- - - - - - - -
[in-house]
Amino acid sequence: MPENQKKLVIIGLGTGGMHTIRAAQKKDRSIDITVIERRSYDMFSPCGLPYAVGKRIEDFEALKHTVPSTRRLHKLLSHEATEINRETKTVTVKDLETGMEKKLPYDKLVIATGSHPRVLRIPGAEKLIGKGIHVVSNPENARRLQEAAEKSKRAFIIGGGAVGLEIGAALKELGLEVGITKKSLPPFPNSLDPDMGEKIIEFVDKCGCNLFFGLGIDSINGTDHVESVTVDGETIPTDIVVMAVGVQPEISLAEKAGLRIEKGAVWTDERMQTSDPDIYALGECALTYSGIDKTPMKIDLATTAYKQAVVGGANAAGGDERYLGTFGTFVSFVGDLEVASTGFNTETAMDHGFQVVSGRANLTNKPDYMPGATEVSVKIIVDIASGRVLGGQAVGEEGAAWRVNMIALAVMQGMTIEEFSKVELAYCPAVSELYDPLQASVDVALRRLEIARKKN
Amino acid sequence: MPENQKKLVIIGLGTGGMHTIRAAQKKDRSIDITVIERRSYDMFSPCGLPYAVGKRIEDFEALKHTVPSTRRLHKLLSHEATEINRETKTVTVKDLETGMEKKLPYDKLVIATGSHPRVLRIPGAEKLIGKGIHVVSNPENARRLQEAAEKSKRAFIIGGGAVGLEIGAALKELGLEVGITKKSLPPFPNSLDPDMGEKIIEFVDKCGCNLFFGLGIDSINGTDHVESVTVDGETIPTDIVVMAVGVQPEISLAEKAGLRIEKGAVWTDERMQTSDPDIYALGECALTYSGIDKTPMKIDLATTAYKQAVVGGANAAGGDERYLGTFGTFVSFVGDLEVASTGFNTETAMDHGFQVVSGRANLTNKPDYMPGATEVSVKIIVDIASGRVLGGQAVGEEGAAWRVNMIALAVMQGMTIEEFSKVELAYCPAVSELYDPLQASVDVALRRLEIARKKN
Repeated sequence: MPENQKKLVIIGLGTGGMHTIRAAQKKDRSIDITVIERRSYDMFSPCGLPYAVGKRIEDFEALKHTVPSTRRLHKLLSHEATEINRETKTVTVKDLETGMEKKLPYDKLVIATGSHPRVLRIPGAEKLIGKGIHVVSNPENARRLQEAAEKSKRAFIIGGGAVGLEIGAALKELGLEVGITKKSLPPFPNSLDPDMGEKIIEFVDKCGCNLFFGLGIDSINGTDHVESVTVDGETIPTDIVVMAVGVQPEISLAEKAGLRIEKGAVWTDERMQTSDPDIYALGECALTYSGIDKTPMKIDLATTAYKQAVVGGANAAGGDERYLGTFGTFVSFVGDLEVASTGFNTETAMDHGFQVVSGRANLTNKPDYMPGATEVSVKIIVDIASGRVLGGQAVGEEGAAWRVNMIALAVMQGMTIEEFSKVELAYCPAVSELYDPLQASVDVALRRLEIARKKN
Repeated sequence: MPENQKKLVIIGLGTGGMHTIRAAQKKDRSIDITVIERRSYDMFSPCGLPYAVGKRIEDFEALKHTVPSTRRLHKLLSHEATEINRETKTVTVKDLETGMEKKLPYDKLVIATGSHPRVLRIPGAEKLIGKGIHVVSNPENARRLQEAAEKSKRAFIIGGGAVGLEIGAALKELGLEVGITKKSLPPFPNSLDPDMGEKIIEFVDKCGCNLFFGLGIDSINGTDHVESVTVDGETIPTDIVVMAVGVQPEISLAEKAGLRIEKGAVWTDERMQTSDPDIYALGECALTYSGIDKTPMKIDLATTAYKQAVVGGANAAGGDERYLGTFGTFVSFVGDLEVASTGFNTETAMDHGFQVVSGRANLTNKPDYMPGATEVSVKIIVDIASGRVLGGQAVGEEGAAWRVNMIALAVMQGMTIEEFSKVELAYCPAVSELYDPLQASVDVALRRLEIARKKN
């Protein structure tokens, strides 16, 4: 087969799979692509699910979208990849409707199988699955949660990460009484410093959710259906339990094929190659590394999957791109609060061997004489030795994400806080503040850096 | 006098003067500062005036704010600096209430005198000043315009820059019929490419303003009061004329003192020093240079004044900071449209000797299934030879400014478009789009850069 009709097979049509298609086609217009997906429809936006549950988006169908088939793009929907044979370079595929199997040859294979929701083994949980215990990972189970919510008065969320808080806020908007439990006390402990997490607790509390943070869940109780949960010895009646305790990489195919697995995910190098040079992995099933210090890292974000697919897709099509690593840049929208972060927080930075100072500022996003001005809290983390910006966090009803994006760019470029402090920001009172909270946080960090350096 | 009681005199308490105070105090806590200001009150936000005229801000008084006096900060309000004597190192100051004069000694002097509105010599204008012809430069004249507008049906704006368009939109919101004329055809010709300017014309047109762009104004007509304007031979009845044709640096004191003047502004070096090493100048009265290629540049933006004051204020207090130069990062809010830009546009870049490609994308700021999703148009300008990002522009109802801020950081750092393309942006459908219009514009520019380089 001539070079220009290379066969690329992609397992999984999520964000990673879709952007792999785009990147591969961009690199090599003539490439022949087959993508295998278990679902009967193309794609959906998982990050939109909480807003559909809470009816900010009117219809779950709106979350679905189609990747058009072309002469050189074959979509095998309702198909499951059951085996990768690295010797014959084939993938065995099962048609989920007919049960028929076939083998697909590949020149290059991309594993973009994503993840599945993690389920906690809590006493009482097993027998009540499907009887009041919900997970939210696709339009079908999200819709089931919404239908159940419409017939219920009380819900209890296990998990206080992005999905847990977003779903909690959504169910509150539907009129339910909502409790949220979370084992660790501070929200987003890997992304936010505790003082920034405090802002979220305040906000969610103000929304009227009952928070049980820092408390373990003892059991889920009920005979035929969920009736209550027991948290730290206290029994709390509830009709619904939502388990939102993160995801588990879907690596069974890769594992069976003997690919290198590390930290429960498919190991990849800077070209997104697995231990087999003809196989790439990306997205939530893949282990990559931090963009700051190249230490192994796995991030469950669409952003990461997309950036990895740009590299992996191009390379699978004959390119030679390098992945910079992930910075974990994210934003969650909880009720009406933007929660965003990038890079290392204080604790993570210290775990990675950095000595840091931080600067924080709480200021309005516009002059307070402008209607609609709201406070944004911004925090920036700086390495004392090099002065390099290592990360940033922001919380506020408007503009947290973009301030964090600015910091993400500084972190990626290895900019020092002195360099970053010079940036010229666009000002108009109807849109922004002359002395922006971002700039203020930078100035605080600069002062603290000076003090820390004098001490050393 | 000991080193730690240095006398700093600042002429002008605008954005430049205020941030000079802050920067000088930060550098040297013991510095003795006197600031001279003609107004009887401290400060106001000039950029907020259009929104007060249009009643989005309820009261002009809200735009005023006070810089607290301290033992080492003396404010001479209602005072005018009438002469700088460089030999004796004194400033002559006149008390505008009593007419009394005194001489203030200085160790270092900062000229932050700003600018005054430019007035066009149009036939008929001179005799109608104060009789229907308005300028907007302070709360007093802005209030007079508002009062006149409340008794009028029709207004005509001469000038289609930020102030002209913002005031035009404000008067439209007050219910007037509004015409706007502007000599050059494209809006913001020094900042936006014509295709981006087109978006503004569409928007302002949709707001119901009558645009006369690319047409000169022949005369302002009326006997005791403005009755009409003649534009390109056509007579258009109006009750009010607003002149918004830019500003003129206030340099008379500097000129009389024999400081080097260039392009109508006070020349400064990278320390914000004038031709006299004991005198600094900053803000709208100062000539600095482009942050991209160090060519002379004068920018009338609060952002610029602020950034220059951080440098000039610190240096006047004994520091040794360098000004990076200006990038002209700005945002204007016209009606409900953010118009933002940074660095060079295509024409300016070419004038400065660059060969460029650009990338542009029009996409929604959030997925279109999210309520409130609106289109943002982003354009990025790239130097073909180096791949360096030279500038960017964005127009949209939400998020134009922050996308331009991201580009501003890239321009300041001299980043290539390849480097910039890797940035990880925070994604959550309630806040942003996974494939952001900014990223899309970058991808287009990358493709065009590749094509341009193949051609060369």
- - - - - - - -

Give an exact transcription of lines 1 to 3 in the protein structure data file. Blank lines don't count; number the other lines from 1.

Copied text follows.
[in-house]
Amino acid sequence: MPENQKKLVIIGLGTGGMHTIRAAQKKDRSIDITVIERRSYDMFSPCGLPYAVGKRIEDFEALKHTVPSTRRLHKLLSHEATEINRETKTVTVKDLETGMEKKLPYDKLVIATGSHPRVLRIPGAEKLIGKGIHVVSNPENARRLQEAAEKSKRAFIIGGGAVGLEIGAALKELGLEVGITKKSLPPFPNSLDPDMGEKIIEFVDKCGCNLFFGLGIDSINGTDHVESVTVDGETIPTDIVVMAVGVQPEISLAEKAGLRIEKGAVWTDERMQTSDPDIYALGECALTYSGIDKTPMKIDLATTAYKQAVVGGANAAGGDERYLGTFGTFVSFVGDLEVASTGFNTETAMDHGFQVVSGRANLTNKPDYMPGATEVSVKIIVDIASGRVLGGQAVGEEGAAWRVNMIALAVMQGMTIEEFSKVELAYCPAVSELYDPLQASVDVALRRLEIARKKN
Amino acid sequence: MPENQKKLVIIGLGTGGMHTIRAAQKKDRSIDITVIERRSYDMFSPCGLPYAVGKRIEDFEALKHTVPSTRRLHKLLSHEATEINRETKTVTVKDLETGMEKKLPYDKLVIATGSHPRVLRIPGAEKLIGKGIHVVSNPENARRLQEAAEKSKRAFIIGGGAVGLEIGAALKELGLEVGITKKSLPPFPNSLDPDMGEKIIEFVDKCGCNLFFGLGIDSINGTDHVESVTVDGETIPTDIVVMAVGVQPEISLAEKAGLRIEKGAVWTDERMQTSDPDIYALGECALTYSGIDKTPMKIDLATTAYKQAVVGGANAAGGDERYLGTFGTFVSFVGDLEVASTGFNTETAMDHGFQVVSGRANLTNKPDYMPGATEVSVKIIVDIASGRVLGGQAVGEEGAAWRVNMIALAVMQGMTIEEFSKVELAYCPAVSELYDPLQASVDVALRRLEIARKKN